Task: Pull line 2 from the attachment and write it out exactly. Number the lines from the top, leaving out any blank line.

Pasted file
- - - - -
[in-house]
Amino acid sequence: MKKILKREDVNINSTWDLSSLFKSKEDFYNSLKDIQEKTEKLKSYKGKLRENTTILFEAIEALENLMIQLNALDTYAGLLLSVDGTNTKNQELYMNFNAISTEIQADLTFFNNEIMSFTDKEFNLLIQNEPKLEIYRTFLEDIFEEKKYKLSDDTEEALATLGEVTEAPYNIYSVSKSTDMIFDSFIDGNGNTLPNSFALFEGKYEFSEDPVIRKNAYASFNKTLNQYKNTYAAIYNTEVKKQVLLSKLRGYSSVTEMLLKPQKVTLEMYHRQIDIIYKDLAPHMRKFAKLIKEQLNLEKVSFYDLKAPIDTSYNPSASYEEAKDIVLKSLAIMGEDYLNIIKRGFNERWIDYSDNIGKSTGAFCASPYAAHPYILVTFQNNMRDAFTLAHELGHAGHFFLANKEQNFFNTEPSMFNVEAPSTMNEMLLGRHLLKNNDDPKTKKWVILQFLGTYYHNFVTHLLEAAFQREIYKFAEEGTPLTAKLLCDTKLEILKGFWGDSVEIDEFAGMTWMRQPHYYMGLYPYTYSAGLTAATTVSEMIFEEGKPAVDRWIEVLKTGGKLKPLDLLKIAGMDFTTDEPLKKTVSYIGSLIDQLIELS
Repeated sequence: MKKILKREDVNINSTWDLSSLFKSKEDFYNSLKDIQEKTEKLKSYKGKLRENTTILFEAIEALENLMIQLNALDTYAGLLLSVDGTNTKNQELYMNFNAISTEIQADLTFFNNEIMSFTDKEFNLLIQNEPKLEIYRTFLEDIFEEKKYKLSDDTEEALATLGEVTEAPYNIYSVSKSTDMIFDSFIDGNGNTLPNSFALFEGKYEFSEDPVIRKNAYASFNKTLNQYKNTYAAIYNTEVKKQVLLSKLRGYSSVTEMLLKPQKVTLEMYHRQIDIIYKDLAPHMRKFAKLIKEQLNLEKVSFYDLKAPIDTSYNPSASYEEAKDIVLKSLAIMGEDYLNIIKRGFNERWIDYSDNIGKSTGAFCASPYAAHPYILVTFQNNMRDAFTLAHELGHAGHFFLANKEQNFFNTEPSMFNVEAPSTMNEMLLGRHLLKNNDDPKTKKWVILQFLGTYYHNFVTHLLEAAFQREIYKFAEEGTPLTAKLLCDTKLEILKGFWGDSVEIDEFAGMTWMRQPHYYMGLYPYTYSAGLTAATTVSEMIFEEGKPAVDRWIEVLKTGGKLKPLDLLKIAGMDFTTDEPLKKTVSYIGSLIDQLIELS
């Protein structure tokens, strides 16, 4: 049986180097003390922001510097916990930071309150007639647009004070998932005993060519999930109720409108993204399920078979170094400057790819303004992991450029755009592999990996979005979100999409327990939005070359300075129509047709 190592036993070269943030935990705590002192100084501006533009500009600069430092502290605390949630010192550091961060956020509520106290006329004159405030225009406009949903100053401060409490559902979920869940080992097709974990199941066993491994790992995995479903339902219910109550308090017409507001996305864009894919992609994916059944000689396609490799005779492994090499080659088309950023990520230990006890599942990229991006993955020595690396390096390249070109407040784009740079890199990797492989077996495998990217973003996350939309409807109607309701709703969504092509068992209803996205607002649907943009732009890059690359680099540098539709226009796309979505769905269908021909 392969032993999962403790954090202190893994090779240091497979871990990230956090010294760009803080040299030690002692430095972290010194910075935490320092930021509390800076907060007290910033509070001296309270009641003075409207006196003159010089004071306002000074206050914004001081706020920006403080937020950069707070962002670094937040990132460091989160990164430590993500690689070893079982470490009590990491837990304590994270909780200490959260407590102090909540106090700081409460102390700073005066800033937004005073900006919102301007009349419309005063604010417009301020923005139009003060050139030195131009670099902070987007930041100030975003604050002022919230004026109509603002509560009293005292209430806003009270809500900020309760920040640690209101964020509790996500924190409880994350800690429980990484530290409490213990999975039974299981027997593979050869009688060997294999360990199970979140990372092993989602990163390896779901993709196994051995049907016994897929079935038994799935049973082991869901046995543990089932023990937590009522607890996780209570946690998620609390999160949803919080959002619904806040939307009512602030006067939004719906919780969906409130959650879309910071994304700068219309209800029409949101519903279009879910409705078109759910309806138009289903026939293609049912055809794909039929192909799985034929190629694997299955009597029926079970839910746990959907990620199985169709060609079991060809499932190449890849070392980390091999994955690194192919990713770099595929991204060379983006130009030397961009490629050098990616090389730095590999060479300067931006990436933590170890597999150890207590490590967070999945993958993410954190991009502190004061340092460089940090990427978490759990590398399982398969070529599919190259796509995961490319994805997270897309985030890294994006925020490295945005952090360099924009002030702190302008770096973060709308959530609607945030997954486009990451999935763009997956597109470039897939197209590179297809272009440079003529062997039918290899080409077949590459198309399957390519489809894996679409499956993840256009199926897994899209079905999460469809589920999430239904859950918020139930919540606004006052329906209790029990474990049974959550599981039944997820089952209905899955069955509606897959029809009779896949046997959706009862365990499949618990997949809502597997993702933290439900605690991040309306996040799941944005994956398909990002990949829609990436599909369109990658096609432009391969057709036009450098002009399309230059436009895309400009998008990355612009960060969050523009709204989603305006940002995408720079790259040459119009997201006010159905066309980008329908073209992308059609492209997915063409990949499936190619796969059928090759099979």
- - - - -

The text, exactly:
Amino acid sequence: MKKILKREDVNINSTWDLSSLFKSKEDFYNSLKDIQEKTEKLKSYKGKLRENTTILFEAIEALENLMIQLNALDTYAGLLLSVDGTNTKNQELYMNFNAISTEIQADLTFFNNEIMSFTDKEFNLLIQNEPKLEIYRTFLEDIFEEKKYKLSDDTEEALATLGEVTEAPYNIYSVSKSTDMIFDSFIDGNGNTLPNSFALFEGKYEFSEDPVIRKNAYASFNKTLNQYKNTYAAIYNTEVKKQVLLSKLRGYSSVTEMLLKPQKVTLEMYHRQIDIIYKDLAPHMRKFAKLIKEQLNLEKVSFYDLKAPIDTSYNPSASYEEAKDIVLKSLAIMGEDYLNIIKRGFNERWIDYSDNIGKSTGAFCASPYAAHPYILVTFQNNMRDAFTLAHELGHAGHFFLANKEQNFFNTEPSMFNVEAPSTMNEMLLGRHLLKNNDDPKTKKWVILQFLGTYYHNFVTHLLEAAFQREIYKFAEEGTPLTAKLLCDTKLEILKGFWGDSVEIDEFAGMTWMRQPHYYMGLYPYTYSAGLTAATTVSEMIFEEGKPAVDRWIEVLKTGGKLKPLDLLKIAGMDFTTDEPLKKTVSYIGSLIDQLIELS